As an aside, I once dated a black man who was 6'4", extremely well built, and very physically imposing. And I witnessed him get pulled over on no less than FOUR separate occasions and he got out of the ticket every single time! Which is astonishing, given that of the 20 or so times I've been in the car with a white driver being pulled over, I only ever saw ONE of them get out of the ticket. So what was his secret? He had an English accent and an extremely polite manner of speech. There was something about the juxtaposition between this enormous man who could clearly kick the ass of 99% of all people around him, with the extremely upper-class sounding, ultra polite English accent, that just caused everyone around him to fall all over themselves in deference to him. It was like nothing I've ever seen. I have literally never spent time in the company of any other human who so often had people bending over backwards to be nice and deferential. It was like a magical super power. Of course, English accents tend to strike Americans as sounding very charming, polite, and educated, whether or not they would sound that way in England.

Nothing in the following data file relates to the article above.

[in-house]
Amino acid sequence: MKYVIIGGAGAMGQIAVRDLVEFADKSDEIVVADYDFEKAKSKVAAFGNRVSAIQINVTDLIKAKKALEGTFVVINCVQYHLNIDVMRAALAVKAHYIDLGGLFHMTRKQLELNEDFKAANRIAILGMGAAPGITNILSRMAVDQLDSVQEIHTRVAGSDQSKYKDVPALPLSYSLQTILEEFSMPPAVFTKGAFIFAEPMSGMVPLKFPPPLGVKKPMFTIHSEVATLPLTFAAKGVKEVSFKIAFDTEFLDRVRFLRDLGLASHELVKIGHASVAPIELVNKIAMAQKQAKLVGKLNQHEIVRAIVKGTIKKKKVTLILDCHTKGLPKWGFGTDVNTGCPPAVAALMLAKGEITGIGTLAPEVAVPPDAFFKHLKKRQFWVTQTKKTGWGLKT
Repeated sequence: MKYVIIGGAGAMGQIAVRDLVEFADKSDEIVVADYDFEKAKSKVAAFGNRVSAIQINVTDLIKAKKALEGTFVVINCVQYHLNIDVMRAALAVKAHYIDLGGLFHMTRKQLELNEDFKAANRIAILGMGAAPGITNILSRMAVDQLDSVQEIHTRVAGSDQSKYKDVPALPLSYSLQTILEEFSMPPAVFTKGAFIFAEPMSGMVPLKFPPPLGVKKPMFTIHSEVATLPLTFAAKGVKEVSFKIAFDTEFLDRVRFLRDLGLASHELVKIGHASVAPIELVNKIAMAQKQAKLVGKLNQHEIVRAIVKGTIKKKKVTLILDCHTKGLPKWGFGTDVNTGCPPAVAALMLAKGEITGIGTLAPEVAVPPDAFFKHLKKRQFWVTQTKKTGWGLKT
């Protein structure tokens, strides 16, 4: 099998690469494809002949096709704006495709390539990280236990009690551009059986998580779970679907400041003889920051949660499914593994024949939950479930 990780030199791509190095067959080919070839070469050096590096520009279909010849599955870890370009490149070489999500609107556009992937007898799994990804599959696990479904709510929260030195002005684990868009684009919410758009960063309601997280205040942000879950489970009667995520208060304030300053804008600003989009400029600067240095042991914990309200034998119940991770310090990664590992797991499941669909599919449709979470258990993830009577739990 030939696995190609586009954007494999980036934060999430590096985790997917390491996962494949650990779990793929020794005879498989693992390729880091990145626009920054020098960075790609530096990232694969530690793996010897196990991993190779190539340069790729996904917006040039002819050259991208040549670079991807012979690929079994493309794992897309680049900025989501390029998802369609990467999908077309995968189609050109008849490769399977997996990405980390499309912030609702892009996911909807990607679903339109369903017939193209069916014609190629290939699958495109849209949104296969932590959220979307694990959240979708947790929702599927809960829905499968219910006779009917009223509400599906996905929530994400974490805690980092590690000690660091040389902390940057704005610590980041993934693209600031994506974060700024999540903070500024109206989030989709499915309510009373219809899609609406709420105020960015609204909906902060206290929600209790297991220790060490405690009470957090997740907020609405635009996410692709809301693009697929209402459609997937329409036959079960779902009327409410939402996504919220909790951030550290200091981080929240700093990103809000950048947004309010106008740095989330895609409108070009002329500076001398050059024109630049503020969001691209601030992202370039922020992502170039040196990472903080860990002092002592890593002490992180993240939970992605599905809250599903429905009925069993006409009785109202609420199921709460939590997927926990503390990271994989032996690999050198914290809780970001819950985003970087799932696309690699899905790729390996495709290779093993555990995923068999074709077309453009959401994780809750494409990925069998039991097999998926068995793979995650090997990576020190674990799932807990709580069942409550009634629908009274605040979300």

So my advice to black people dealing with police: put on a British accent. And smile and say things like "Evening officer, I suppose I was driving a bit fast there, wasn't I?" with that devious little trick the Brits do where they turn declarative sentences into questions, that make them seem humble and polite at the same time, even when saying something wrong.